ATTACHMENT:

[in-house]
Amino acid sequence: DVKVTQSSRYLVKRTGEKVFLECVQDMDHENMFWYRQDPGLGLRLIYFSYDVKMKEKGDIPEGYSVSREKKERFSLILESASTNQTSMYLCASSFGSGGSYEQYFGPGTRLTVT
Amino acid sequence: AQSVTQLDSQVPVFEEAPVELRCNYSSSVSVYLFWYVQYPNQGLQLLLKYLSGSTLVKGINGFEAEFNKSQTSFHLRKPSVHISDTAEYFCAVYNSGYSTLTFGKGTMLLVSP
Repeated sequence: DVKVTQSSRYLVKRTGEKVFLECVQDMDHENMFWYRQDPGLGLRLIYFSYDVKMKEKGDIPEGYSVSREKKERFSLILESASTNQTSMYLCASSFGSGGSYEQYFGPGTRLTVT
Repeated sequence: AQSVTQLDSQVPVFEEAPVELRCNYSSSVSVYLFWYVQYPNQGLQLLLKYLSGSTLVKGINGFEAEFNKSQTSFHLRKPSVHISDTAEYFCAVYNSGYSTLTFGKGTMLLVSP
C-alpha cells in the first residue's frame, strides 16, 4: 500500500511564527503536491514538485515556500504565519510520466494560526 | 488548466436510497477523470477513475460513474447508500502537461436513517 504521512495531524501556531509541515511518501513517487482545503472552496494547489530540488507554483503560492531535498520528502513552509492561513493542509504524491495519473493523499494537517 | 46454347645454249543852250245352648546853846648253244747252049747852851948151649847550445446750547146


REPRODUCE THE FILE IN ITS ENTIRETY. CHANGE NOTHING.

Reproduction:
[in-house]
Amino acid sequence: DVKVTQSSRYLVKRTGEKVFLECVQDMDHENMFWYRQDPGLGLRLIYFSYDVKMKEKGDIPEGYSVSREKKERFSLILESASTNQTSMYLCASSFGSGGSYEQYFGPGTRLTVT
Amino acid sequence: AQSVTQLDSQVPVFEEAPVELRCNYSSSVSVYLFWYVQYPNQGLQLLLKYLSGSTLVKGINGFEAEFNKSQTSFHLRKPSVHISDTAEYFCAVYNSGYSTLTFGKGTMLLVSP
Repeated sequence: DVKVTQSSRYLVKRTGEKVFLECVQDMDHENMFWYRQDPGLGLRLIYFSYDVKMKEKGDIPEGYSVSREKKERFSLILESASTNQTSMYLCASSFGSGGSYEQYFGPGTRLTVT
Repeated sequence: AQSVTQLDSQVPVFEEAPVELRCNYSSSVSVYLFWYVQYPNQGLQLLLKYLSGSTLVKGINGFEAEFNKSQTSFHLRKPSVHISDTAEYFCAVYNSGYSTLTFGKGTMLLVSP
C-alpha cells in the first residue's frame, strides 16, 4: 500500500511564527503536491514538485515556500504565519510520466494560526 | 488548466436510497477523470477513475460513474447508500502537461436513517 504521512495531524501556531509541515511518501513517487482545503472552496494547489530540488507554483503560492531535498520528502513552509492561513493542509504524491495519473493523499494537517 | 46454347645454249543852250245352648546853846648253244747252049747852851948151649847550445446750547146